Sigmar Polke, treehouse, mixed media, 1976
Originally trained as a glass painter Sigmar Polke would become identified as the Alchemist and an adopter of American Pop Art. Mr. Polke was a German based artist, his techniques and imagery would come to be as influential as Jasper Johns, Robert Rauschenberg and Andy Warhol. And is also linked to have directly influenced artist such as Martin Kippenberger, Albert Oehlen and Richard Prince.
I first stumbled across his name when conducting research for my thesis work and after looking at his work it’s incredible how recognizable his influence on others can be seen. After realizing how much he has influenced so many contemporary artist and how little I have heard about him, it’s as though he has the Platinum Weird curse.
As you can see in the painting above, treehouse, his years of being an apprentice in glass painting still influences his paintings in the way he uses light and color to creates the illusion of a glass painting. Polke’s work crosses through several different mediums such as sculpture, installation, conceptual art and of course painting. The New York Times described him as “diverse, has stylistic promiscuity and joyful, ruthless exploitation and expansion of the ways and means of several mediums.”
He was also one of the developers along with Gerhard Richter of “Capitalist Realism.”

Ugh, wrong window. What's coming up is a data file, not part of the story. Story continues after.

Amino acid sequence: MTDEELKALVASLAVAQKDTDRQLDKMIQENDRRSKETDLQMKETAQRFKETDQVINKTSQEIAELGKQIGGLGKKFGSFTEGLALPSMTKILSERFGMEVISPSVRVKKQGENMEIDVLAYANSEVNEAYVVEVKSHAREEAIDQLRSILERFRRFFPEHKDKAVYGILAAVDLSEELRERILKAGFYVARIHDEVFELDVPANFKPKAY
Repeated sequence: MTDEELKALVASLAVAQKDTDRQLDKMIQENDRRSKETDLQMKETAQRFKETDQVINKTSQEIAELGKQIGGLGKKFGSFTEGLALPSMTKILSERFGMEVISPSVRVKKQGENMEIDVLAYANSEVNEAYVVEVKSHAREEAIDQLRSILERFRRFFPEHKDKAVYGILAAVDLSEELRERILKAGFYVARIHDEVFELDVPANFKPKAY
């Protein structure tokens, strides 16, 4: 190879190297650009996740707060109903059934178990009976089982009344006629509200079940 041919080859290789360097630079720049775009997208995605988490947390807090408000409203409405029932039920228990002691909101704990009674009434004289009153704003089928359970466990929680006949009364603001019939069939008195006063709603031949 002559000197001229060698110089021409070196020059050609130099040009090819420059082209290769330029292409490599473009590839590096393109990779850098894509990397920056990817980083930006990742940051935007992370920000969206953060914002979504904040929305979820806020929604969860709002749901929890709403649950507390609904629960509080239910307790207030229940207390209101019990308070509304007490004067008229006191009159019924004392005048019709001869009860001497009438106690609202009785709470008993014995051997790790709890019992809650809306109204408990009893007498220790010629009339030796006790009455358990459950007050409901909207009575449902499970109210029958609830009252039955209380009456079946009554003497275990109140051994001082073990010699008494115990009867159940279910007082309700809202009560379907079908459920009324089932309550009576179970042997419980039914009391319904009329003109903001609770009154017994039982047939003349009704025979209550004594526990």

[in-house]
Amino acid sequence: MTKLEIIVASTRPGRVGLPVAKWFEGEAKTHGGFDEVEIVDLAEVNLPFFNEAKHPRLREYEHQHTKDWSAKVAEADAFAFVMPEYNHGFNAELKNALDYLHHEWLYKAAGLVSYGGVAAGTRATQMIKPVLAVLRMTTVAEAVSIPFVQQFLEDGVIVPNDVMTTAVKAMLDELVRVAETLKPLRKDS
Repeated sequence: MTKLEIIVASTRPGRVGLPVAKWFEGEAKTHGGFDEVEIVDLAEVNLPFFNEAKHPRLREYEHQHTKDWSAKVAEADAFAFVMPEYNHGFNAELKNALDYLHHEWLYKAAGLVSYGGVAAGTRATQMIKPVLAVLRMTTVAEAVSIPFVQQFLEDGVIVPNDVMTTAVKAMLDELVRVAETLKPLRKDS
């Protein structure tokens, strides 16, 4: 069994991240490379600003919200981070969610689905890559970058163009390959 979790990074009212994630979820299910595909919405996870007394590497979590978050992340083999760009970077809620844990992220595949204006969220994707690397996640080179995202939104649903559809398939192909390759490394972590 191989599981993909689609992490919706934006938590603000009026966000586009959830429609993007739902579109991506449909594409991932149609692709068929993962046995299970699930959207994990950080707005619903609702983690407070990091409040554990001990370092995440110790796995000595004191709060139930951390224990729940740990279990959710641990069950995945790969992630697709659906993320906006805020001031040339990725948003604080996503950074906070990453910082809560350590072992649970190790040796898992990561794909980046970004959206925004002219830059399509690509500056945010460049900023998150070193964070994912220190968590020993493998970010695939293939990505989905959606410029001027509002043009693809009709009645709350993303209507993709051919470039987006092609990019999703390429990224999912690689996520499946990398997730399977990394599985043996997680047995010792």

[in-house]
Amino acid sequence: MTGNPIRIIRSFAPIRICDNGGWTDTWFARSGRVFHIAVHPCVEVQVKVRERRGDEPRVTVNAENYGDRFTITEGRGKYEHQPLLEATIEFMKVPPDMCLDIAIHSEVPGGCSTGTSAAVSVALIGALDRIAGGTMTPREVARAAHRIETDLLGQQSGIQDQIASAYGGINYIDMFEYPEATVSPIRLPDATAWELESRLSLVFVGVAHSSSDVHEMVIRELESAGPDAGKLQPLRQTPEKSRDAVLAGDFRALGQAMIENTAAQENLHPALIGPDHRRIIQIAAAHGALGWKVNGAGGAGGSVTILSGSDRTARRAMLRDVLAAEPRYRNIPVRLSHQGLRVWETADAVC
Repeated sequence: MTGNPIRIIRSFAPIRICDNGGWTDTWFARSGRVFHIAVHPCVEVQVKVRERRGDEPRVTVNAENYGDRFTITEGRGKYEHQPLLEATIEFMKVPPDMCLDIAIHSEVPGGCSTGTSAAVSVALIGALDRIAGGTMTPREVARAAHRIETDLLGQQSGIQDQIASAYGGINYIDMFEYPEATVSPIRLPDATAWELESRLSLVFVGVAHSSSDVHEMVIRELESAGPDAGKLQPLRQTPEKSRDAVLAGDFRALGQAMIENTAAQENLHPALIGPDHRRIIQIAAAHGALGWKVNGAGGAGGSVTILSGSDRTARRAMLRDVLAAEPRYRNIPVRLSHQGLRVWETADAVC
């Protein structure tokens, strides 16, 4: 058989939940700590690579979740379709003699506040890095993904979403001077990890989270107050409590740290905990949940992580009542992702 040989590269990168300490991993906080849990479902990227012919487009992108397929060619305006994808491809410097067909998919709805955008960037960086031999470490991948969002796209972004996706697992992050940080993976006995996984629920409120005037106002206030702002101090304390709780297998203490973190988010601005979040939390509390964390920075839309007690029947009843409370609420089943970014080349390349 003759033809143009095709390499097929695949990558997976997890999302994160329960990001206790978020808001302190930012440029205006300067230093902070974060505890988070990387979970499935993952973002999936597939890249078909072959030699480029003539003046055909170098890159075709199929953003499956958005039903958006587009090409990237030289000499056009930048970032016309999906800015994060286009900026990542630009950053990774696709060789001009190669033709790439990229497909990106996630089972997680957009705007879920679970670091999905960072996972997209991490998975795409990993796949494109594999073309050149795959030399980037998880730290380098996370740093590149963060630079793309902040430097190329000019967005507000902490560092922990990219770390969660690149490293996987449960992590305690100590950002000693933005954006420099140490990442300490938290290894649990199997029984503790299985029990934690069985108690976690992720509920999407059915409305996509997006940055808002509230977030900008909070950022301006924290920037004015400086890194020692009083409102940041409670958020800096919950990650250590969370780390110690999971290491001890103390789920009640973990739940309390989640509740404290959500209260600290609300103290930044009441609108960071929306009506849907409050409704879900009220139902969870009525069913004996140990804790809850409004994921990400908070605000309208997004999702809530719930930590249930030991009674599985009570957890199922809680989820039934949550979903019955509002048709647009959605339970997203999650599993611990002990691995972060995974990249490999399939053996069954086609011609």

Sigmar Polke, Höhere Wesen befehlen, offset lithographs on fourteen paper sheets, b.1941
He is referred to as the Alchemist because he often experimented with fruit and vegetable juices along with chemicals to get a reaction in his paintings that would make them strangely come to life. Polke’s paintings would sometimes change color with the change of temperature and humidity, strangely enough like a human’s body would change in the different climate and humidity levels. It is also said that Sigmar Polke himself looked somewhat like a wizard in if physic and somewhat strange and sometimes erratic in behavior due to substance abuse.
Polke’s first show was in 1970 at the Michael Werner gallery in which he would remain faithfully for twenty years. Although he lived in Germany for the majority of his life his widely influential work was shown at MoMA, Tate Modern, the Zurch Kunthaus, the Reina and the Osaka Museum of Modern Art.
He never stopped working, even through his later years he began to develop a series that was influenced by the album cover of The Rolling Stones album cover Their Satanic Majesties Request, which involves lenticular printing.
Sigmar Polke, Today You Accomplish Something That Not Everybody Would Accomplish in This Short a Time (Ersatz Van Gogh), lenticular printing, 2007
Sigmar Polke consequently died from complications from cancer in June of 2010, he was 69.
-Joyce Garcia Gallegos